It may sound boring, but keeping to regular meal and snack times helps minimise those ‘on the hoof’ moments when you’re less aware of what you might be consuming. By eating balanced meals and snacks regularly through the day you’ll improve your resilience and be more likely to resist the vending machine or the biscuit barrel later in the afternoon.

6. Target triggers

Certain points in the day can act as a trigger – your commute to the office, passing the coffee bar, the 3pm vending machine run etc. Identifying the places, times, people or activities that act as triggers and taking steps to avoid or change them can make all the difference. Be prepared for one or two hiccups though – breaking habits that make you feel good is a particularly challenging thing to do. That’s because pleasurable activities trigger the release of the brain chemical dopamine which strengthens your sense of reward and enjoyment.

7. Sleep soundly

A UK study found that people who increased the length of their sleep each night reduced their sugar intake by as much as 10 grams the following day. Adopting appropriate sleep hygiene behaviours such as avoiding caffeine after 2pm, establishing a wind down routine and keeping to a regular sleep-wake cycle can help lengthen the duration of your sleep and improve your food choices.

8. Call a friend

It always helps to talk with someone who understands what you’re going through. Call a friend as a distraction strategy, as well as for valued words of encouragement.

Woman working out on a blue mat at home

9. Exercise regularly

Going for a walk, run or other form of exercise helps stabilise blood sugar levels and makes insulin more effective. Following a regular and consistent exercise programme may also help support levels of feel-good serotonin and help manage the stress hormone, cortisol. Elevated and consistently high levels of the latter lead to increased blood sugar because it prepares the body for fight or flight.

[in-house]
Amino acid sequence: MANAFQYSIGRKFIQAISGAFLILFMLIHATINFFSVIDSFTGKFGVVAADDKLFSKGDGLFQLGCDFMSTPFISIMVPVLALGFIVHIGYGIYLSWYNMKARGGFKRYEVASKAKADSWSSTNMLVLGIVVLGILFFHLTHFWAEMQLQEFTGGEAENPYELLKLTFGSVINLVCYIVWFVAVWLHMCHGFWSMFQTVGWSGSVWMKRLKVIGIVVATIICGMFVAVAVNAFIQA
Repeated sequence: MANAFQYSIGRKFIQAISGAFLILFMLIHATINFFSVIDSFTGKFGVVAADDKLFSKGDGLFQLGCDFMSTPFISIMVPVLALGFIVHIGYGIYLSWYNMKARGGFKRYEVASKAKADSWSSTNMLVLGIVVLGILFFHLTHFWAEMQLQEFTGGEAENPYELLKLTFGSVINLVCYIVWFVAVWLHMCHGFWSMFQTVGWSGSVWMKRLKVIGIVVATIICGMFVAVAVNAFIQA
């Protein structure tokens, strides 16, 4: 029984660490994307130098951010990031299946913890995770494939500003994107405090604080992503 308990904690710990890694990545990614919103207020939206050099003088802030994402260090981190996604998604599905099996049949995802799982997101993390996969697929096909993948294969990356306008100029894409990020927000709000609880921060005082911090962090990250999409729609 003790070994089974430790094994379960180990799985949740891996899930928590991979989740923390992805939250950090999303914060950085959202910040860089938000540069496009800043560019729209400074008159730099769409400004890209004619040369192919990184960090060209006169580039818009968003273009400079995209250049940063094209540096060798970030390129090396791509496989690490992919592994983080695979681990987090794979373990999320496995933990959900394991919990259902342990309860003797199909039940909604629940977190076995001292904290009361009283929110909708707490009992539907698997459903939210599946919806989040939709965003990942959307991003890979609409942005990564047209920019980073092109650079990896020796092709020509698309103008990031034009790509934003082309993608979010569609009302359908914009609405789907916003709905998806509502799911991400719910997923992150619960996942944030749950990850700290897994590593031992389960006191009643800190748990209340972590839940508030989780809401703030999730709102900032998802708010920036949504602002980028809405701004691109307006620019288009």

10. Take a hot bath or shower

A small study in the UK reported that soaking in a hot bath for an hour lowered blood sugar levels in sedentary, overweight males who were unable to exercise. This was a small study and limited in its findings, but it does suggest that taking a hot bath or shower may be more than just a relaxing thing to do. That said, exercise caution if you plan to try this at home – make sure the water temperature isn’t hot enough to cause injury and make sure someone is at hand if you need assistance.

Useful resources for cutting down on sugar

Davina McCall: How to be sugar-free
Our favourite lower sugar recipes
BBC Good Food’s guide to sugar-free baking

Like this? Now read…

Why is sugar bad for you?
10 things you should know before giving up sugar
All you need to know about sugar
More health & nutrition tips


This article was published on 16th September 2020.
Kerry Torrens BSc. (Hons) PgCert MBANT is a registered nutritionist with a post graduate diploma in Personalised Nutrition & Nutritional Therapy. She is a member of the British Association for Nutrition and Lifestyle Medicine (BANT) and a member of the Guild of Food Writers. Over the last 15 years she has been a contributing author to a number of nutritional and cookery publications including BBC Good Food.

All health content on bbcgoodfood.com is provided for general information only, and should not be treated as a substitute for the medical advice of your own doctor or any other health care professional. If you have any concerns about your general health, you should contact  your local health care provider. See our website terms and conditions for more information.